Saturday, May 15, 2010

Creating the Garden



I've been working on what for me is an epic project: making a new vegetable garden. I have suffered over this task for a few months now, knowing what I wanted and driving past the gorgeous, established vegetable gardens in my neighborhood. I pass five large, well-maintained gardens on my way to work, and two other less-well maintained ones. My neighbor in Cold Spring had an amazing garden, full of well-maintained, weedless rows in which grew an astonishing array of produce. I have never done any large-scale gardening.

But I did enjoy my first summer with my five raised garden beds, and also felt their limitations, last year. I wanted a garden bed to have more room for vine plants.

Steve and I walked out and I showed him the spot several times in the fall, and several times in early spring. He cleared all the brush away, and as usual he cleared actual acreage, not the little space I wanted for a garden. I finally got him to grade and till the soil last week, but I still didn't like what I saw. It wasn't beautiful, rich garden soil. It was a mix of clay and rocks and dirt clods. It would be fine, maybe, if you were going to sow a few rows of corn, but it did NOT look like a garden to me.

Steve didn't seem to know what I was talking about when I described what I wanted. It was confounding. I wanted: topsoil, compost and manure. He knows what these things are and routinely gets truckloads of topsoil for clients. Maybe it was just that I was working on such a small scale. I wanted a fence-- preferably rabbit-proof. That will maybe come later.

In any event, this was the weekend the garden was going to be created. Yesterday afternoon I went and bought 20 bags of topsoil and 10 bags of a compost/manure mix. That's 1200 lbs of dirt. This morning I went back for 12 more bags of topsoil and 6 more bags of compost/manure.

The idea was to lay out beds, some for cabbage, broccoli and herbs, but most of them for squash (acorn and butternut), zucchini (round and straight), cucumbers, and a little space for ornamental gourds and pumpkins. Then the raised beds can be used for tomatoes, beans and peas, leeks and onions, carrots, lettuce and spinach and herbs. 

What I feared most about new beds really was/is the weed issue. The best way to do it would probably be to have left the garden fallow this year and just sprayed weeds, and next year brought in the dirt for the beds. I'm not at all t patient. Instead I built up my beds and prepped the area where the vines will go by covering them with plastic. The vine plants can grow over them and bear fruit, and next year I can fill in that space with dirt, expanding the garden. Or I might like it this way.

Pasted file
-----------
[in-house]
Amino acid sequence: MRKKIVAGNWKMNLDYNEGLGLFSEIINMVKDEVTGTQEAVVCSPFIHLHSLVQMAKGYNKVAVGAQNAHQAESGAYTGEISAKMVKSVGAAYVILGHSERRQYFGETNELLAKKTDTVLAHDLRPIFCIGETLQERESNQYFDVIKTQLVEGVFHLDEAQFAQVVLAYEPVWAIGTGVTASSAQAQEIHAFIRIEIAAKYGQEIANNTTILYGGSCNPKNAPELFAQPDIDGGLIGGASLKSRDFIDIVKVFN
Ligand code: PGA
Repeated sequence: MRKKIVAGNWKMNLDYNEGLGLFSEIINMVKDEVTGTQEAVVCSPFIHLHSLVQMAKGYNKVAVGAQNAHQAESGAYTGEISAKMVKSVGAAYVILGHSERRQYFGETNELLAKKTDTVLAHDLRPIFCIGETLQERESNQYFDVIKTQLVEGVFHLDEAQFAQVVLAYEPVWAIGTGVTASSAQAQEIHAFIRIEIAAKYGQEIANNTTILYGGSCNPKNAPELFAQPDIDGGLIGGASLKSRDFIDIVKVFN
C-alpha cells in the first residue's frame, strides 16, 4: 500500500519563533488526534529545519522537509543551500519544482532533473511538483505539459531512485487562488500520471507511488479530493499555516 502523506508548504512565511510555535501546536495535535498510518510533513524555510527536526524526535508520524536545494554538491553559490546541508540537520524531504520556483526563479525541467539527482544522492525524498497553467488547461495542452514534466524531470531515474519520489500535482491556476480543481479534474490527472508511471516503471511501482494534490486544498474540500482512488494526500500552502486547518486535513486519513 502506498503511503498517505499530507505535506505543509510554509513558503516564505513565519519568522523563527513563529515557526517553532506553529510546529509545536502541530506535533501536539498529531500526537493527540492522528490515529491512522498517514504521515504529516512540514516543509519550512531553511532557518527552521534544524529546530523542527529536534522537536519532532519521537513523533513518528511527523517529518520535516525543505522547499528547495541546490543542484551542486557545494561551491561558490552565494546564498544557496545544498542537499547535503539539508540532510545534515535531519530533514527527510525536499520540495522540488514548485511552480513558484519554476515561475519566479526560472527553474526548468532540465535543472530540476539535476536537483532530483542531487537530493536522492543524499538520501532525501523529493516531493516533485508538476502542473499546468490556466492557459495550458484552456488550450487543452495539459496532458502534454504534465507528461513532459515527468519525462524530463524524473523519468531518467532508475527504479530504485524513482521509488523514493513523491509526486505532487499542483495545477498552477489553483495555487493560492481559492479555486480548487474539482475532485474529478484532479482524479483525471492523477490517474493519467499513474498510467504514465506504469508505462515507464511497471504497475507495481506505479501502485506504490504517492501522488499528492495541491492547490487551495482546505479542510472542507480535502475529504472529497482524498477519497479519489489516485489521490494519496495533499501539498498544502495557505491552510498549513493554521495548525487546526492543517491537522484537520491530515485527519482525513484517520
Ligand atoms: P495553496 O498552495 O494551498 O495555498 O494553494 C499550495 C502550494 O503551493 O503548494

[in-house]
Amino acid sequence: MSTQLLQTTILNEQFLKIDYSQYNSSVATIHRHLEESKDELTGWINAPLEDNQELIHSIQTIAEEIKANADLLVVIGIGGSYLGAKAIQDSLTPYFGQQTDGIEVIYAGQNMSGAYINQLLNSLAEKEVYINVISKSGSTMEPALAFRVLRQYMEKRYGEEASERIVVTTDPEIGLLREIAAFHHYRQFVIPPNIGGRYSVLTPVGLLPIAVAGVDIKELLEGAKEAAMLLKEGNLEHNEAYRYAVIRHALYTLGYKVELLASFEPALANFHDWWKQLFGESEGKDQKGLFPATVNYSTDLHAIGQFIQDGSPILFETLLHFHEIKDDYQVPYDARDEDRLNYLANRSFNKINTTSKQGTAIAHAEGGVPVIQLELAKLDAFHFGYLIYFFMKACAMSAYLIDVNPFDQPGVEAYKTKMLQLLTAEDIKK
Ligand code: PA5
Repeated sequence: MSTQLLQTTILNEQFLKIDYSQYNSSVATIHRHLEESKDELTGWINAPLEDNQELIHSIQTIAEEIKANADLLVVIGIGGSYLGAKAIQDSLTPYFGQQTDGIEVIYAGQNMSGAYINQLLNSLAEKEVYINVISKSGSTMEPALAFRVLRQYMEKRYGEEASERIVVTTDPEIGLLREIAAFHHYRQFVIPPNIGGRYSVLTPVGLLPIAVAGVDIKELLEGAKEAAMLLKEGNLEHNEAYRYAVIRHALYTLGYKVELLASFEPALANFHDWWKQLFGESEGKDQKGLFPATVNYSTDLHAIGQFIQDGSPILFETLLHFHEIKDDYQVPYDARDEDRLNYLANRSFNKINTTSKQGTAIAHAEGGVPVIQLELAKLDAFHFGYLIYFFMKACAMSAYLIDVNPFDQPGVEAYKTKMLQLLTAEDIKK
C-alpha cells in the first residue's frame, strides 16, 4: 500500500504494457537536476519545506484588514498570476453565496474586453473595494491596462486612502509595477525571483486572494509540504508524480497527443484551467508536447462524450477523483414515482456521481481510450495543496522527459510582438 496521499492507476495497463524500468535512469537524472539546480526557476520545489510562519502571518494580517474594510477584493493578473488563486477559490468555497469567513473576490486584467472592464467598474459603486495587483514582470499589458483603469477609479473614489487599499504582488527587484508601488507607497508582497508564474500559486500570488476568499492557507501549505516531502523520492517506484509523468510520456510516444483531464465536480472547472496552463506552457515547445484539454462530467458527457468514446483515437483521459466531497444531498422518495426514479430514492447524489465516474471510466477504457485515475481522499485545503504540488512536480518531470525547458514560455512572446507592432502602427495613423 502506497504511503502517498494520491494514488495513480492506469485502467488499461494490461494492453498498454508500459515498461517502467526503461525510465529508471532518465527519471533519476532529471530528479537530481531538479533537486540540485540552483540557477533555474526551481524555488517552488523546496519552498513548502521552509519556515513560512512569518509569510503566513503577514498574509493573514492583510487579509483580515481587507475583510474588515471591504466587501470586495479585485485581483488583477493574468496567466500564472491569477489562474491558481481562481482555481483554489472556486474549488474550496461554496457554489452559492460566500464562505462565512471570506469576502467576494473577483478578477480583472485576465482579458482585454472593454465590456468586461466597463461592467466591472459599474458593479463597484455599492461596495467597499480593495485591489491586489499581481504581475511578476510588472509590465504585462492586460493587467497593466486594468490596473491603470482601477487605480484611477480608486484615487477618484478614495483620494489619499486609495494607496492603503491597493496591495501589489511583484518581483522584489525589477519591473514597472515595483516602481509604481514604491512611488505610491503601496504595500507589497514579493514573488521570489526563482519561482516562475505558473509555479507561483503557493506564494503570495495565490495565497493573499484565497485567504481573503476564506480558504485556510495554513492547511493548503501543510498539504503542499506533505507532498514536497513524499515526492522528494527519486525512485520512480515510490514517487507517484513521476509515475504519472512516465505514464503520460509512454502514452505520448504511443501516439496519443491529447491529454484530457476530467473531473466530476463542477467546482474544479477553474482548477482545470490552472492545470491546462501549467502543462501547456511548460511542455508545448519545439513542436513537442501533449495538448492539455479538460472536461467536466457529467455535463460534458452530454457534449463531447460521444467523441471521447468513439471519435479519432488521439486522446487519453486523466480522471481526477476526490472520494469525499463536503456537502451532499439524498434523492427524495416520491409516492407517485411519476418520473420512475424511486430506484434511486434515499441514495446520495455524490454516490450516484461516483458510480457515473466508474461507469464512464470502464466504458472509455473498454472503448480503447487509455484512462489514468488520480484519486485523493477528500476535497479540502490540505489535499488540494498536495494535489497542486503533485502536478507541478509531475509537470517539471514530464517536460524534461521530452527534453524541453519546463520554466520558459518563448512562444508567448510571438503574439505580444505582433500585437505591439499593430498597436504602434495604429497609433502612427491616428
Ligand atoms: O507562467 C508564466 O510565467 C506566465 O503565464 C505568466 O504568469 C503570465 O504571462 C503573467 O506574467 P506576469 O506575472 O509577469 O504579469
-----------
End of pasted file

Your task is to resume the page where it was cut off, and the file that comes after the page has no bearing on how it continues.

The plants I put in today that I'd bought seedlings of or started in the basement are: stonehead cabbage, broccoli, two cucumber plants, two ronde nice zucchini (round zucchini from France I'm hoping will be like Argentinian zapallitos), two red pepper plants and a few basil, rosemary and sage plants. I also planted seeds: straight zucchini, butternut squash, acorn squash, more cucumbers, pumpkin, ornamental grourds, leeks and green beans (I wanted to give the peas a head start).

The eight tomato plants are toughening up on the patio, and I'll put them in next weekend.

Here is a photo also of the deluxe compost bin Steve built for us. It's a Cadillac of compost systems. Tomorrow he's going to set up my watering system: a pump on a platform out on the pond to draw water riht from the pond. Can you say nutritious water and no-guilt watering?! He gave me the option of a gas-run pump and an electric pump. The gas-run pump, which he recommended, "will require you to stand out there and water, because a lot of water will come out really fast." Sort of like a fire hose?? I'm thinking. "I'll go electric." I think I'll end up using a sprinkler for awhile, but the dream is to set up one of those rotating sprinklers in the center and have it water the whole area.

1 comment:

Eric and Constance said...

The gardens look lovely! I can't wait to tour them! Don't worry too much about the weeds. The soil you are using this year probably doesn't have that many weed seeds in them yet. Best natural way to keep the weeds down is to mulch all your plants with grass clippings. It'll keep them moist, will add nitrogen to your soil & the clippings break down quickly so you'll be continually renewing your soil. Also,I think you are planning on trellising your vines (that's what your question earlier this week was about, right?). I started trellising my cucs on the last year and it works really, really well. There are special trellis for heavier plants like squash--and they make your garden interesting and pretty!